Before I start writing down words about the content of today’s bottle on the imaginary paper, it is certainly useful to make a brief excursion into the world of terminology. Unfortunately in the wide field of orange liqueurs there is quite a mix of brand names, generic names, regional designations and manufacturing differences. And if you even should intuitively have asked yourself why the bottle of “Dry Curacao” in the picture is not blue, you should continue reading very urgently.
It all started on the Caribbean island of Curaçao (who would have guessed?), where after the colonization by the Spaniards oranges were cultivated, which, however, did not grow there in the way desired by the colonialists. Over the years some of these cultivated orange plants have become wild, resulting in a new variety of bitter oranges on the island with the beautiful botanical name Citrus aurantium currassuviensis, Laraha orange or simply Curacao orange. At some time in history the peels of these oranges were put into alcohol and the “Ur-Curacao” was born. An increased demand for orange liqueurs – such as Curaçaos – arose during the 19th century especially in France and with the Combier Triple Sec in 1834, followed by Cointreau and Grand Marnier, still established famous brand names saw the light of day. The French term “Triple Sec” can simply be translated to “triple-dry” and in the course of that time it became a term for such orange liqueurs. Cointreau originally also had the additional description “triple sec” on its label, but later it was deleted by the manufacturer for marketing reasons to be perceived as a more independent and unique brand. The orange liqueurs are also made on the basis of different spirits, Grand Marnier for example is famous for its Cognac-based “Cordon Rouge”, while Cointreau relies on clear alcohol.
A big problem back then and now: neither the term “Curaçao” nor “Triple Sec” is a protected quality designation or PDO (protected designation of origin) and so throughout the course of history a huge amount of varieties and brands emerged. Today one can often not be really sure which Triple Sec someone had in mind when a special cocktail recipe refers to “Triple Sec” or even “orange liqueur” (instead of a specific manufacturer name). Because many Curaçaos (also called “Orange Curacaos”) are no longer made in Curacao, the name can at best only be understood as a historically connoted concept. In order to be able to distinguish itself and to offer an authenticity feature, Curacao made in Curacao is now sold as “Curacao of Curacao”. So now there is still the thing with the blue color. The explanation for that is quite simple and not very spectacular: Especially during the second half of the 20th century the international cocktail culture was at a kind of low point and the global demand for good drinks was quite bad. So people started to sell a blue-colored curacao which is nothing more than actually only a colored variant of an orange curacao. Due to the lack of a legal framework for Curacaos, a lot of those blue colored liquids are unfortunately rather bad. Nonetheless the marketing gag worked in a way, which can be easily recognized by the fact that almost everyone knows Blue Curacao. In the meantime Blue Curacao is widely regarded as frowned upon and is often only used in an ironical way.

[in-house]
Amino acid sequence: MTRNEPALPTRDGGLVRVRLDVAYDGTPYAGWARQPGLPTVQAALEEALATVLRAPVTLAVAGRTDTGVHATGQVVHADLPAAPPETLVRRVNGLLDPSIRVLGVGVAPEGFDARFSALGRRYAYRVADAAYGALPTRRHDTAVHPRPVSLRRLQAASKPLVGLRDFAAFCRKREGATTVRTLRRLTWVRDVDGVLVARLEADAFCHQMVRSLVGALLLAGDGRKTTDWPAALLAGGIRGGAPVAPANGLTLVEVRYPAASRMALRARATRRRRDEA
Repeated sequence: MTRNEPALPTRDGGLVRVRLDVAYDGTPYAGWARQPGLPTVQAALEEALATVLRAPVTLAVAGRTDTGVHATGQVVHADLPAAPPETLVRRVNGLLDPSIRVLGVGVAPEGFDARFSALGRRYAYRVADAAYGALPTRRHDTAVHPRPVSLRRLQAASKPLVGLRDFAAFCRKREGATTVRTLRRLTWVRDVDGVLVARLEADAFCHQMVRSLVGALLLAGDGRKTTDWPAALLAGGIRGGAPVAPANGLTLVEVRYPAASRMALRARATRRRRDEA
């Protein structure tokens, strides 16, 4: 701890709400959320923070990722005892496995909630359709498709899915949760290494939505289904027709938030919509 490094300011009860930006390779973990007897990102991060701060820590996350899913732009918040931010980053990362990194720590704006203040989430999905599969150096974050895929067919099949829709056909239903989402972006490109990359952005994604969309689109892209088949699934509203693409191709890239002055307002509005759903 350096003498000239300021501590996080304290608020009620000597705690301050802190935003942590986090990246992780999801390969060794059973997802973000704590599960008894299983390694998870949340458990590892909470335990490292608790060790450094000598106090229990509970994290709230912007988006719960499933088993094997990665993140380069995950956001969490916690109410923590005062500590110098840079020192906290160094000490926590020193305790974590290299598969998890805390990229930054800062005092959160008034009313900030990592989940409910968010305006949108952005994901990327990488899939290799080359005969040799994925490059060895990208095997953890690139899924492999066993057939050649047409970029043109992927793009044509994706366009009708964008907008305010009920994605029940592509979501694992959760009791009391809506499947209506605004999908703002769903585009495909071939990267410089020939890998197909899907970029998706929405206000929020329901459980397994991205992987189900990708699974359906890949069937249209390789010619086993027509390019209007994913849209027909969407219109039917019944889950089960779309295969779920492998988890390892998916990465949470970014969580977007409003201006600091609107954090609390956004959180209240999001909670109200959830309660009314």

So, now I have spoken a little verbosely in order to present today’s product. It was awarded the title of “Spirit of the Year” by German Mixology magazine in 2013. So you probably already suspect that we are not dealing here with a representative of the qualitatively more questionable triple secs. The product I am speaking of is called Pierre Ferrand Dry Curacao. If you consider that the house of Ferrand is traditionally home in the cognac branch, you can already guess which direction the concept of Pierre Ferrand Dry Curacao takes. Like the Plantation Pineapple Stiggins’ Fancy Original Dark, the Dry Curacao was designed in collaboration with renowned cocktail historian David Wondrich. For its production, a distillate from the genuine Curacao oranges was mixed with three herbal distillates, as well as brandy and Cognac from Ferrand. According to the manufacturer the basis for this is an old French recipe from the 19th century. The name “dry” promises to be quite programmatic, of course. The Dry Curacao is bottled with 40% ABV.
As a cocktail ingredient the Pierre Ferrand Dry Curacao is of course an ideal product and there are plenty of possibilities for using it. The legendary Pegu Club cocktail is certainly one of the first drinks that I am thinking of and therefore I will also present this drink here in the next days. But now let’s take a closer look on the Pierre Ferrand Dry Curacao itself.
Aroma: A very intense scent of spicy orange peels rises immediately. The smell is very complex and you continuously discover new facets. Bright and light orange blossoms, spicy peels and a sweetness like that of candied orange pieces are underlined by fine herbal notes which are then framed by subtle flavors of cognac and oak.
Taste: A truly great flavor of the multifaceted world of oranges: a heavy sweetness blends with spicy bitterness. Again there are light herbal tones, some honey, actually bitter almond and fine cognac in the background. A nice dryness marks this Curacao / Triple Sec.
Finish: long, spicy and dry.
A great product, absolutely recommendable!
Buying sources: At specialized retailers or online. A 0.7l-bottle costs between 20 and 25 euros.